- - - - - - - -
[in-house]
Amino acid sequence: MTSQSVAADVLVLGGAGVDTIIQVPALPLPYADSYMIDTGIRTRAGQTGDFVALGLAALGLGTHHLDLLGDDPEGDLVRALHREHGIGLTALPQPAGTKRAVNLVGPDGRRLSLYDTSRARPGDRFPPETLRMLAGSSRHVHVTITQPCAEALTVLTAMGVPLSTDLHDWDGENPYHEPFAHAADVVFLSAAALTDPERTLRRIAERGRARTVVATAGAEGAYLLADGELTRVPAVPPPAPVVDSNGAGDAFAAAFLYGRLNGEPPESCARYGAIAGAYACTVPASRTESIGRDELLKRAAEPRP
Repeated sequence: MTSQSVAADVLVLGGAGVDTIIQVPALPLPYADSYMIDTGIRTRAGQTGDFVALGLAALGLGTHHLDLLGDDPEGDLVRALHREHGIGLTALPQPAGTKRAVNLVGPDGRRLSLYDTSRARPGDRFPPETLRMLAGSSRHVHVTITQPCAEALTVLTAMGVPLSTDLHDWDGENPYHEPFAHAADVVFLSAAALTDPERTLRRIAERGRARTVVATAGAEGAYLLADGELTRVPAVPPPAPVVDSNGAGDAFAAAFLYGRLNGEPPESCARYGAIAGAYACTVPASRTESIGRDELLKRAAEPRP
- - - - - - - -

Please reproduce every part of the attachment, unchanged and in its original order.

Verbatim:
[in-house]
Amino acid sequence: MTSQSVAADVLVLGGAGVDTIIQVPALPLPYADSYMIDTGIRTRAGQTGDFVALGLAALGLGTHHLDLLGDDPEGDLVRALHREHGIGLTALPQPAGTKRAVNLVGPDGRRLSLYDTSRARPGDRFPPETLRMLAGSSRHVHVTITQPCAEALTVLTAMGVPLSTDLHDWDGENPYHEPFAHAADVVFLSAAALTDPERTLRRIAERGRARTVVATAGAEGAYLLADGELTRVPAVPPPAPVVDSNGAGDAFAAAFLYGRLNGEPPESCARYGAIAGAYACTVPASRTESIGRDELLKRAAEPRP
Repeated sequence: MTSQSVAADVLVLGGAGVDTIIQVPALPLPYADSYMIDTGIRTRAGQTGDFVALGLAALGLGTHHLDLLGDDPEGDLVRALHREHGIGLTALPQPAGTKRAVNLVGPDGRRLSLYDTSRARPGDRFPPETLRMLAGSSRHVHVTITQPCAEALTVLTAMGVPLSTDLHDWDGENPYHEPFAHAADVVFLSAAALTDPERTLRRIAERGRARTVVATAGAEGAYLLADGELTRVPAVPPPAPVVDSNGAGDAFAAAFLYGRLNGEPPESCARYGAIAGAYACTVPASRTESIGRDELLKRAAEPRP